const { loadPackageDefinition } = require( 'grpc' );


const PROTO_PATH = __dirname + '/exampleAPI.proto'


  longs: Number, 

  /* compiles the potentially enormous `double`s for our Benchmark 

  into a Number rather than a String */


// synchronously compiles and loads the .proto file into a definition

const definition = loadSync(PROTO_PATH, CONFIG_OBJECT);

// generates a descriptor Object from the loaded API definition

const descriptor = loadPackageDefinition(definition);

// descriptor Object contains a lot of data, all we need is the package

const package = descriptor.exampleAPI 


// export the package we named in the .proto file

module.exports = package;

And now that we exported that package, the rest of our local codebase can require it in, or import it, as necessary.

2) Create a chattyMicroservice client (to invoke RPCs)

Now we can begin implementing our chatty microservice which will ping-ponging our eventual server with RPCs. The secret to using RPCs in Node.js - as you may have guessed - is EventEmitters!

In our chattyMicroservice.js file below, we first import two dependencies -- a credentials Object from the ‘grpc’ module, and we import the service ChattyMicroservice from the package we just exported from ‘package.js’. Next, we construct a gRPC channel Stub by invoking a new ‘ChattyMicroservice’, passing this channel Stub the server address to bind, and a credentials security level. Finally, we define our RPC EventEmitter and write out the logic for it to ‘ping pong’ -- we want this bidiClientEventEmitter to volley a Benchmark message back and forth to the Server, incrementing the requests and responses on each return.

// /clients/chattyMicroservice.js

const { credentials } = require( 'grpc' );

const { ChattyMicroservice } = require( '../proto/package.js' )


// the Stub is constructed from the package.ServiceName()

// the Stub has on it every RPC method

// the Stub is one half of a gRPC channel

const Stub = new ChattyMicroservice(

    // binds it to the Server address

    'localhost: 3000',

    // defines the security level



// RPC invocations

/* the Stub has every RPC method, each of which, when invoked, returns an EventEmitter 

with the ability to write messages to the server at the bound address - in this case, 

‘localhost: 3000’ - and listen for returned messages from that server. Also in this case,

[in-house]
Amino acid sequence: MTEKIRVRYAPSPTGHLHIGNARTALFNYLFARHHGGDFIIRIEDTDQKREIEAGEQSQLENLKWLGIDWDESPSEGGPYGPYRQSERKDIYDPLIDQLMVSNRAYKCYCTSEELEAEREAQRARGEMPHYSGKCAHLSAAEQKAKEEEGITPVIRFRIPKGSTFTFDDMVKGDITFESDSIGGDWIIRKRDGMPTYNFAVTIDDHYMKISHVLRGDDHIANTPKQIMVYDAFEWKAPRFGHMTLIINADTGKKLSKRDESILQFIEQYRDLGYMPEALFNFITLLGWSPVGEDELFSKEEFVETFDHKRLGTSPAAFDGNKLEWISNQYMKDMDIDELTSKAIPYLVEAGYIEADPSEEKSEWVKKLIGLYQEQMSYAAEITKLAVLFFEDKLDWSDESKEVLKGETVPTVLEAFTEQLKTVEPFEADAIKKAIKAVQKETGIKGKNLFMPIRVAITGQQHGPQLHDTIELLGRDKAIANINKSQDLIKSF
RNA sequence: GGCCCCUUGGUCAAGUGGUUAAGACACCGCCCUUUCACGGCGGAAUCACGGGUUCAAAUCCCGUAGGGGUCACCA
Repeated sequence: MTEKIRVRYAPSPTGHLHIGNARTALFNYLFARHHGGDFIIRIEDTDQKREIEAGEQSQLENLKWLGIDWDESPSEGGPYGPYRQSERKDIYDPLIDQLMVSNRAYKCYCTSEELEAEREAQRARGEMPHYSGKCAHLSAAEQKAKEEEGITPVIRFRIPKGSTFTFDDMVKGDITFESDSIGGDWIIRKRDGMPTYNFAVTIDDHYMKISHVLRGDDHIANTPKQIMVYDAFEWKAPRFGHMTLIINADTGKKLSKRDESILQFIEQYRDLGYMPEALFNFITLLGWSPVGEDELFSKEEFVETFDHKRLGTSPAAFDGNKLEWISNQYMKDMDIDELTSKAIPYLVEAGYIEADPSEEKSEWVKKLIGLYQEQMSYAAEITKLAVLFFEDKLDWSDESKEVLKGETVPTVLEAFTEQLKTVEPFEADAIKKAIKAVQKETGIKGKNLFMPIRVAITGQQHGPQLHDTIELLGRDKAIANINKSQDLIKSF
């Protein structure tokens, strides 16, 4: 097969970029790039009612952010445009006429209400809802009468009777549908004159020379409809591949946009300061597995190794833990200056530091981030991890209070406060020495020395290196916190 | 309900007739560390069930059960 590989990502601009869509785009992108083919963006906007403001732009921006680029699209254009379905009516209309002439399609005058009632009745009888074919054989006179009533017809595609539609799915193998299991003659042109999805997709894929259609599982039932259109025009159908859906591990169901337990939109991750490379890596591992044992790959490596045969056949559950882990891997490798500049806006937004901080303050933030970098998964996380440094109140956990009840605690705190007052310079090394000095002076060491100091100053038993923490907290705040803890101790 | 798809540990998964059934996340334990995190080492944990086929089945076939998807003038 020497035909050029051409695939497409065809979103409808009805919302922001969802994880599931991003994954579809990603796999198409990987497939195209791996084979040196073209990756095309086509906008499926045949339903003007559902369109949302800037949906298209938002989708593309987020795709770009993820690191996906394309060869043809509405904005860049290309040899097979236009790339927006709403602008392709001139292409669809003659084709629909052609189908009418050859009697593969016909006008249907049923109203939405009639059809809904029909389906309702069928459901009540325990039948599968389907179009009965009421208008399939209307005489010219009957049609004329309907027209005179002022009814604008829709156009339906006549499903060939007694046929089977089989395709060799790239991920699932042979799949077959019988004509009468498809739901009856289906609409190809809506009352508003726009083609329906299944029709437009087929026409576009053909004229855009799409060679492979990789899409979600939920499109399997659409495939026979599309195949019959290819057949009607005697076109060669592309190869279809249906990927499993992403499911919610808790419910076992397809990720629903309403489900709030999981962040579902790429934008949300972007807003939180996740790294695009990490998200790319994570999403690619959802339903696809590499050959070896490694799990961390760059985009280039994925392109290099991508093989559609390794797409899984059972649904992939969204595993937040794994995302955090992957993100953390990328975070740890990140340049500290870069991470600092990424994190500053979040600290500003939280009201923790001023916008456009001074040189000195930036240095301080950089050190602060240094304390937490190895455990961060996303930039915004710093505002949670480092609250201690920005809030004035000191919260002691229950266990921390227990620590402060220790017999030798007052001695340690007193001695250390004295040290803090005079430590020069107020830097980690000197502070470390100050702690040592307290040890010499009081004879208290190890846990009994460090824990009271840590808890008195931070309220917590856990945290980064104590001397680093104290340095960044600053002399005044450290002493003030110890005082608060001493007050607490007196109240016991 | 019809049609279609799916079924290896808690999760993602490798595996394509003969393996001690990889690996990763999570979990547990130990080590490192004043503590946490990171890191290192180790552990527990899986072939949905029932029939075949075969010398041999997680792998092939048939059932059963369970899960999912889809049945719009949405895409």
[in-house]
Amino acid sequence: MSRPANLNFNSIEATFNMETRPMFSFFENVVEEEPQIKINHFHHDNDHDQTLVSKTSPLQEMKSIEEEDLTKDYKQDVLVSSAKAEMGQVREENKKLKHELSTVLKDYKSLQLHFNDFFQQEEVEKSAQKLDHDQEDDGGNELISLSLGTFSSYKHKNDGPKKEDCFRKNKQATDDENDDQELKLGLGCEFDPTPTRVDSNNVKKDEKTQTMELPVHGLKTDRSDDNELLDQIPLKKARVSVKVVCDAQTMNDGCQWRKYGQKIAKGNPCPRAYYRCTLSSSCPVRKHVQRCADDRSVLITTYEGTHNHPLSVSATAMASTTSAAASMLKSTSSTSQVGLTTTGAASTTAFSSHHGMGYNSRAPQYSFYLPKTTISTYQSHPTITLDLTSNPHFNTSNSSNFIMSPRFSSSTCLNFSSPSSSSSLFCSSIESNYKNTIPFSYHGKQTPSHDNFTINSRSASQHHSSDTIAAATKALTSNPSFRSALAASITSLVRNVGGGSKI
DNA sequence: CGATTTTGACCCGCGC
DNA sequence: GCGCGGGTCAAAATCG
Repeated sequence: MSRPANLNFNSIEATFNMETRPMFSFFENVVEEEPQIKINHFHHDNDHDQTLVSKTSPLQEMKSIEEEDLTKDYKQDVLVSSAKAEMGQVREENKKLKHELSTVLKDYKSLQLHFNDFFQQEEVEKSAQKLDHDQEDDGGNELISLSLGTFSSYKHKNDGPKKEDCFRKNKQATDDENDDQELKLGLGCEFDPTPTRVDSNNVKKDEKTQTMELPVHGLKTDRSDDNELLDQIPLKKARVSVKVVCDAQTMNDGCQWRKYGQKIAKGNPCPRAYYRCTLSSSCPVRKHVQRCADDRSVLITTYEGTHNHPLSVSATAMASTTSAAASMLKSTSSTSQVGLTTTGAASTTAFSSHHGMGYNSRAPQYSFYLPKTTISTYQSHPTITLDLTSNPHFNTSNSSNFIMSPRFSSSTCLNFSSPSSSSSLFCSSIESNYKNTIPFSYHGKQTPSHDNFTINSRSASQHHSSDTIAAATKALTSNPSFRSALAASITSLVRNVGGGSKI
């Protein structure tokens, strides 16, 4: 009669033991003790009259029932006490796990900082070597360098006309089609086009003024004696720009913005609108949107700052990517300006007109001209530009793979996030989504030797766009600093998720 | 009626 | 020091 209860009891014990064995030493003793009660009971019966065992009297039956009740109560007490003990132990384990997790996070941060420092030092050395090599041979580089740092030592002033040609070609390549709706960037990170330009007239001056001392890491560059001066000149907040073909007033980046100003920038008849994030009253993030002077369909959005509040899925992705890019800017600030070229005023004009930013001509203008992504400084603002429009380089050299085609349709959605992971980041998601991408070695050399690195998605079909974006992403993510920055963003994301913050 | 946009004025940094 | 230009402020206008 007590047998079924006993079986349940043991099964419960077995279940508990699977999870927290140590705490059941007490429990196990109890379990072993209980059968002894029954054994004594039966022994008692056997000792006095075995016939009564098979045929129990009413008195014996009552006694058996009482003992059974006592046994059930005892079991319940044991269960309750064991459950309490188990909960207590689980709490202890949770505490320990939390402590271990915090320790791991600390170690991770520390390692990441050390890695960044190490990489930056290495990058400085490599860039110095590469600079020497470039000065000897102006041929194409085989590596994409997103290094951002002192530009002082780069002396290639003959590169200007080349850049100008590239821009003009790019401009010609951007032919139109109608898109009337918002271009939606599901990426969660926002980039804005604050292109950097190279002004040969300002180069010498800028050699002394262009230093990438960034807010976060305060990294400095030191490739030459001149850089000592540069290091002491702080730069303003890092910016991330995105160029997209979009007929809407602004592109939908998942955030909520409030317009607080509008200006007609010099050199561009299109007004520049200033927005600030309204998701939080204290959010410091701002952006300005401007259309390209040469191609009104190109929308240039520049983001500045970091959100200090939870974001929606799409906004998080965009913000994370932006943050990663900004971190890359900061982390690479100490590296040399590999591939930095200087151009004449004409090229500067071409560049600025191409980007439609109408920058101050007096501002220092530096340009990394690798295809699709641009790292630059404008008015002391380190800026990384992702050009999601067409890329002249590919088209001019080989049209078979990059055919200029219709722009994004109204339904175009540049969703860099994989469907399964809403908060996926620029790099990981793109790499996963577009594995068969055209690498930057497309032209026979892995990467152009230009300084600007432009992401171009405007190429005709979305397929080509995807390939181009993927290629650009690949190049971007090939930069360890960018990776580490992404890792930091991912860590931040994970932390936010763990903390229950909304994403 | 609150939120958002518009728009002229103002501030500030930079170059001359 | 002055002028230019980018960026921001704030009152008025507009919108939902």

it is a bidirectional EventEmitter, able to both listen and write continuously. */

const bidiClientEventEmitter = Stub.BidiMath()

// Let’s initialize some mutable variables

  let start;

  let current;

  let perResponse;

  let perSecond;

  // Client must write the first message to the server

  bidiClientEventEmitter.write({requests: 1, responses: 0})

  // adds a listener for metadata - metadata is sent only once at the beginning of a channel

  bidiClientEventEmitter.on( 'metadata', metadata => {

    // highly accurate Node.process nanosecond timer converted to an integer with Number()

    start = Number(process.hrtime.bigint());

    // returns the special metadata object as an Object



  // adds a listener for errors

  bidiClientEventEmitter.on( 'error', (err) => console.error(err))

  /* adds listener for message data, the benchmark message received is passed to the callback, 

  and the callback is run on every message received */

  bidiClientEventEmitter.on( 'data', benchmark => {

    // writes a message to Server


      // properties match the message fields for benchmark


        requests: benchmark.requests + 1, 

        responses: benchmark.responses



    // console logs every 100,000 invocations

    if (benchmark.responses % 100000 === 0) {

      // highly accurate Node.process nanosecond timer converted to an integer with Number()

      current = Number(process.hrtime.bigint());

      // nanoseconds to milliseconds averaging total responses

      perResponse = ((current - start) / 1000000) / benchmark.responses;

      // inverting milliseconds per response to responses per second

      perSecond = 1 / (perResponse / 1000);

      // adds new-lines with \n


        '\nRPC Invocations:',

        '\nserver address:', bidiClientEventEmitter.getPeer(), 

        '\ntotal number of responses:', benchmark.responses,

        '\navg millisecond speed per response:', perResponse,

        '\nresponses per second:', perSecond,




3) Create a server (to execute RPCs)

And now that we created the client, we need a server to listen at localhost 3000. We can break our server-side code into two main pieces. The first is our BidiMathExecution function, which will run as soon as the client invokes the RPC for the first time. The second is our Server Object imported from grpc, which we will add the ChattyMicroservice service from our package, and then we will bind the server to listen on our designated socket, and start the server!